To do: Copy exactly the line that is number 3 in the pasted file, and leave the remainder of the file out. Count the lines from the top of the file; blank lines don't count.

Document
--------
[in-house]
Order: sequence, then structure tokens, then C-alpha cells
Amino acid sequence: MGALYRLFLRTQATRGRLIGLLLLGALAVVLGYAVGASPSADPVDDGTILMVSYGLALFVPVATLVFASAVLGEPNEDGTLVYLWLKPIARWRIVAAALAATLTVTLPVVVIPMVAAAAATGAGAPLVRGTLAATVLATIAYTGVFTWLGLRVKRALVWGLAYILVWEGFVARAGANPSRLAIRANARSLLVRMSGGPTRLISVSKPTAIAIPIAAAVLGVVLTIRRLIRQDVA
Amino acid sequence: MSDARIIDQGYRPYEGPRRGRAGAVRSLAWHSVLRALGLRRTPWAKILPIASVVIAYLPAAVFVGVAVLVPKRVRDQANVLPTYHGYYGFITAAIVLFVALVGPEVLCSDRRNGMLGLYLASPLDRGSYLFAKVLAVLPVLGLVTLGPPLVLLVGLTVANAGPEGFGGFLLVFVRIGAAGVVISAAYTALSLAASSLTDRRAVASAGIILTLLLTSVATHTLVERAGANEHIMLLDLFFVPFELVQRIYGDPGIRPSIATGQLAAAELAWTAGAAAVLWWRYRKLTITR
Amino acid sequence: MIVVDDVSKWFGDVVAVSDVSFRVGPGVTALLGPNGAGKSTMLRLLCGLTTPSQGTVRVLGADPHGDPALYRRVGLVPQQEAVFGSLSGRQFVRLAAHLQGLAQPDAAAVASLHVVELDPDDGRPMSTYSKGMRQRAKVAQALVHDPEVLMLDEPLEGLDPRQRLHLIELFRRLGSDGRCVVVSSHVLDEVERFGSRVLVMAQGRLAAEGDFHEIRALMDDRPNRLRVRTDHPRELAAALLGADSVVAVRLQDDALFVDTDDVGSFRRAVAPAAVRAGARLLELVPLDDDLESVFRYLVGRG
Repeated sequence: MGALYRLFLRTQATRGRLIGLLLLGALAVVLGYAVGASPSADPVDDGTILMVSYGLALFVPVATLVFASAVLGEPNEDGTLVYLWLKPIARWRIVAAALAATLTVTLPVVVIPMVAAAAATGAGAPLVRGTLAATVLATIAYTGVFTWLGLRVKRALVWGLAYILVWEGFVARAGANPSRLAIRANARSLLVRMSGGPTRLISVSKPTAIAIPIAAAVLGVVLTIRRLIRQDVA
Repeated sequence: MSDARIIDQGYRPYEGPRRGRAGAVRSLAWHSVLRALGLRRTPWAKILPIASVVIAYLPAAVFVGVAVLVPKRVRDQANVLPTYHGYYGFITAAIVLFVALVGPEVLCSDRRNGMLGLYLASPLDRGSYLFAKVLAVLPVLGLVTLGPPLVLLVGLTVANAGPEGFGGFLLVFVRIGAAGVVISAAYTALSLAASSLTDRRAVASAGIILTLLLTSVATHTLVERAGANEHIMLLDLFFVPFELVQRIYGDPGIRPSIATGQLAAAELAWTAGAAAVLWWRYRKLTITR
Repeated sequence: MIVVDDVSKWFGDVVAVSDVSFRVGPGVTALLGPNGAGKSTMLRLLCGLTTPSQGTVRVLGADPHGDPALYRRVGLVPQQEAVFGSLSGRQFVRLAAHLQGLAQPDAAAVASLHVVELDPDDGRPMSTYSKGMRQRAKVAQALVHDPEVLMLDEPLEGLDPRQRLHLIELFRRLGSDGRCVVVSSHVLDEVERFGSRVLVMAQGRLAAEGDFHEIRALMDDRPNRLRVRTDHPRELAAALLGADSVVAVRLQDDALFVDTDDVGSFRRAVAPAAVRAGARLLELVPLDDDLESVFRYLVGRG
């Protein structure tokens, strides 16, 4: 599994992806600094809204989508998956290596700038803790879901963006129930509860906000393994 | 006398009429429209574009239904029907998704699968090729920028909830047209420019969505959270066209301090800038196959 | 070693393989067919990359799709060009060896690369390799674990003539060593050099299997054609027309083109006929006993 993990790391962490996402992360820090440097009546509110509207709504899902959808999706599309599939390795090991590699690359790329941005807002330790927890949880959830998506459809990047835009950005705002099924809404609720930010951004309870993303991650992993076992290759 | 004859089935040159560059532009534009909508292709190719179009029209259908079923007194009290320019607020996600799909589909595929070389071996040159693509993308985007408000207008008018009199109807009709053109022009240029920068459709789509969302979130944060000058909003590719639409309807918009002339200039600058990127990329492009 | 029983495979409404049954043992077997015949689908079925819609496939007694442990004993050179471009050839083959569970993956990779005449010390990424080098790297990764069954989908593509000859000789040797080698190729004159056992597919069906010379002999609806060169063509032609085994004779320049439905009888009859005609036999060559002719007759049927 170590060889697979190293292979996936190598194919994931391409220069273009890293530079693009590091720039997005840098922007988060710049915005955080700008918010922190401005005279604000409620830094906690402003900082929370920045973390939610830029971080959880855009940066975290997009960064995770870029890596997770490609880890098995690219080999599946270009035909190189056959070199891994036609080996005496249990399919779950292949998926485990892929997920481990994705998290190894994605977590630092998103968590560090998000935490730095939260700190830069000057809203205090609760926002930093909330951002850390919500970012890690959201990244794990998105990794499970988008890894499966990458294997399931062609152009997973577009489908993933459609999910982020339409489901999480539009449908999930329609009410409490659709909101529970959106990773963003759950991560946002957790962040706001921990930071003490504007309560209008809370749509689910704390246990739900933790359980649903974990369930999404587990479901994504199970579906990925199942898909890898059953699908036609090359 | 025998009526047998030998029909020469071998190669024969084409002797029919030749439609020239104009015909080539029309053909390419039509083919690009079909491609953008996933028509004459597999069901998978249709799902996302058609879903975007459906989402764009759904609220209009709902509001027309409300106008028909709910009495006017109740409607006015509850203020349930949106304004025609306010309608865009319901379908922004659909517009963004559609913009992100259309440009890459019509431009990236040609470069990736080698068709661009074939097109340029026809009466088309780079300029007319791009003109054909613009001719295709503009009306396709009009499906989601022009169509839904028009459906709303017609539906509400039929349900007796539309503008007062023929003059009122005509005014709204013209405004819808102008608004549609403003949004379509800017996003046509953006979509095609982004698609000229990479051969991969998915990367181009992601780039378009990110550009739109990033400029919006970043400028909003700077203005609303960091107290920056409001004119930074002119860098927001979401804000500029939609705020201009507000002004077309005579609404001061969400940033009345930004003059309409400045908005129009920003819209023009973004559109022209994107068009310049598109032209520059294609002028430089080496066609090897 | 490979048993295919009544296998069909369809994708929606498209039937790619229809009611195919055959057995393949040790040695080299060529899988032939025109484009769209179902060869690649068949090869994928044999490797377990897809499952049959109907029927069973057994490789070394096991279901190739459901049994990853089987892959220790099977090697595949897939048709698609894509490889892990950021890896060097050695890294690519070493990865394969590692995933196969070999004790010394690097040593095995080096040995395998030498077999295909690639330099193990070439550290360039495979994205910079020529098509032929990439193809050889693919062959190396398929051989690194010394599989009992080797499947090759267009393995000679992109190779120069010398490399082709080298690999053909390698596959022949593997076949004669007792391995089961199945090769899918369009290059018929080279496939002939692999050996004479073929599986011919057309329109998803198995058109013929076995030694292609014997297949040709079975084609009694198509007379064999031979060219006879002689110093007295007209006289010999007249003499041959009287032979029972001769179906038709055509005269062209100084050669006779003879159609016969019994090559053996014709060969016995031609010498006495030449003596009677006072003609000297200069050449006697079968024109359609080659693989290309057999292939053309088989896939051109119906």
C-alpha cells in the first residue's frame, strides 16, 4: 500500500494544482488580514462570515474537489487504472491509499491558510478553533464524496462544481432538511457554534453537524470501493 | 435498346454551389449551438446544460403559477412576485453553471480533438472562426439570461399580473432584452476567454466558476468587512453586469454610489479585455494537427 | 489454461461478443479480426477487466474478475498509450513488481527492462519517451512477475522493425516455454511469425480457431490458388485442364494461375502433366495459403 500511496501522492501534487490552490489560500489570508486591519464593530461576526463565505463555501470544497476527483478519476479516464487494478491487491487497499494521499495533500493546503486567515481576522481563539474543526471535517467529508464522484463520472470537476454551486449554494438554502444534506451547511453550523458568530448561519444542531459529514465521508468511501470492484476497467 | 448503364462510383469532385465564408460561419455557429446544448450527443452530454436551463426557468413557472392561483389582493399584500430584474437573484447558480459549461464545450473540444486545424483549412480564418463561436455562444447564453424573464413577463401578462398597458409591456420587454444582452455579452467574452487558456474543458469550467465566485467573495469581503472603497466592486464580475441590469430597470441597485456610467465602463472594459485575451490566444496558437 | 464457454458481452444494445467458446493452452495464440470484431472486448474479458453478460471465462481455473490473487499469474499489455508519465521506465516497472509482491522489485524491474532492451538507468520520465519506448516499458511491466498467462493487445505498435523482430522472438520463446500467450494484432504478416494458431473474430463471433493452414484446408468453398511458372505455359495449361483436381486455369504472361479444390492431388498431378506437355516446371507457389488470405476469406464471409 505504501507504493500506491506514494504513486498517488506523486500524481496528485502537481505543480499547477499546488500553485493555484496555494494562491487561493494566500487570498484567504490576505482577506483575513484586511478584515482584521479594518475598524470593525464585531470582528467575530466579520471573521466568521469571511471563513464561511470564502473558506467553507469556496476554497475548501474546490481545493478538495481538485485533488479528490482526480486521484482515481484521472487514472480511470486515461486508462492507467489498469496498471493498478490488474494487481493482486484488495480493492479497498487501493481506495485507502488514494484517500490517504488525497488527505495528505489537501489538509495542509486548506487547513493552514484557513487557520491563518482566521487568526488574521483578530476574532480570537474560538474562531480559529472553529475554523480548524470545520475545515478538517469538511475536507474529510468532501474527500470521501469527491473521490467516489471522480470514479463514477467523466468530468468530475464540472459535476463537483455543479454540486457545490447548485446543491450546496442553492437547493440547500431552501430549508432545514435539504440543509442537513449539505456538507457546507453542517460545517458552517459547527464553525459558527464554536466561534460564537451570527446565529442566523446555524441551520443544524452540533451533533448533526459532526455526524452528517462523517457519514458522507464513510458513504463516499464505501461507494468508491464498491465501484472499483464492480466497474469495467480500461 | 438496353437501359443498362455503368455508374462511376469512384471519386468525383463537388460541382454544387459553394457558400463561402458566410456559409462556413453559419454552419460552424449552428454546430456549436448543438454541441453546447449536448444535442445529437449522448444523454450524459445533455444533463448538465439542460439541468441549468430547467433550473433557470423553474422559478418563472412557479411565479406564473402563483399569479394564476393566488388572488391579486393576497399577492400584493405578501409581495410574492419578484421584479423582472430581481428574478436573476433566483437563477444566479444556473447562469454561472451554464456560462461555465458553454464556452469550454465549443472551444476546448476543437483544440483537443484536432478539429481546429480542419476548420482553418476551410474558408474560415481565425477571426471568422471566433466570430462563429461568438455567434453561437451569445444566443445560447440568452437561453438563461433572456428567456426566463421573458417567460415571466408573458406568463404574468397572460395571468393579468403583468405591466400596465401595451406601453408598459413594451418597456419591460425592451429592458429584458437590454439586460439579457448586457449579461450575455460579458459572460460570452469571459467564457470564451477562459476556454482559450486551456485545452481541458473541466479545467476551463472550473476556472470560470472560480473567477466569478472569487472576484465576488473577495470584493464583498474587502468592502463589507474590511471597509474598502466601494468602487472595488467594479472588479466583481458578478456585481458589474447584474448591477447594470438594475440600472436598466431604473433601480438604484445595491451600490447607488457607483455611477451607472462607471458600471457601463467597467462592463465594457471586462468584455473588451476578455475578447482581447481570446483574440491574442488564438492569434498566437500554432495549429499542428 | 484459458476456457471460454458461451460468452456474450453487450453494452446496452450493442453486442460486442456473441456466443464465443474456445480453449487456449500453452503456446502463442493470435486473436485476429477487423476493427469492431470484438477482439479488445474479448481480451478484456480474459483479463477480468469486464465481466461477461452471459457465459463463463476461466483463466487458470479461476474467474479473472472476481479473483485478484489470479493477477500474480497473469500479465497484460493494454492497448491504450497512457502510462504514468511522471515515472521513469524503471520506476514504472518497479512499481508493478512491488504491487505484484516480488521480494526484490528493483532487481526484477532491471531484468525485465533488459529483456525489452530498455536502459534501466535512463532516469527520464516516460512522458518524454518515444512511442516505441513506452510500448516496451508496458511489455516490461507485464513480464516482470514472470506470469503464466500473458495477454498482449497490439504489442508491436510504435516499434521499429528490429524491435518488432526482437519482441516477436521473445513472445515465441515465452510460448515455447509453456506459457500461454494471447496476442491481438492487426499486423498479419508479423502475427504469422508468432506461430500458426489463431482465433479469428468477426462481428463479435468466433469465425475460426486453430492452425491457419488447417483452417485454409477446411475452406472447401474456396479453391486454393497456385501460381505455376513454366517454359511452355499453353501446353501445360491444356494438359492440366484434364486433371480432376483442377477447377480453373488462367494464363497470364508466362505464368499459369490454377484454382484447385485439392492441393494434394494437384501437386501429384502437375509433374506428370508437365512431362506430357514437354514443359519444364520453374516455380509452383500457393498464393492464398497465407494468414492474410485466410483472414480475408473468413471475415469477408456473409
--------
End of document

Amino acid sequence: MGALYRLFLRTQATRGRLIGLLLLGALAVVLGYAVGASPSADPVDDGTILMVSYGLALFVPVATLVFASAVLGEPNEDGTLVYLWLKPIARWRIVAAALAATLTVTLPVVVIPMVAAAAATGAGAPLVRGTLAATVLATIAYTGVFTWLGLRVKRALVWGLAYILVWEGFVARAGANPSRLAIRANARSLLVRMSGGPTRLISVSKPTAIAIPIAAAVLGVVLTIRRLIRQDVA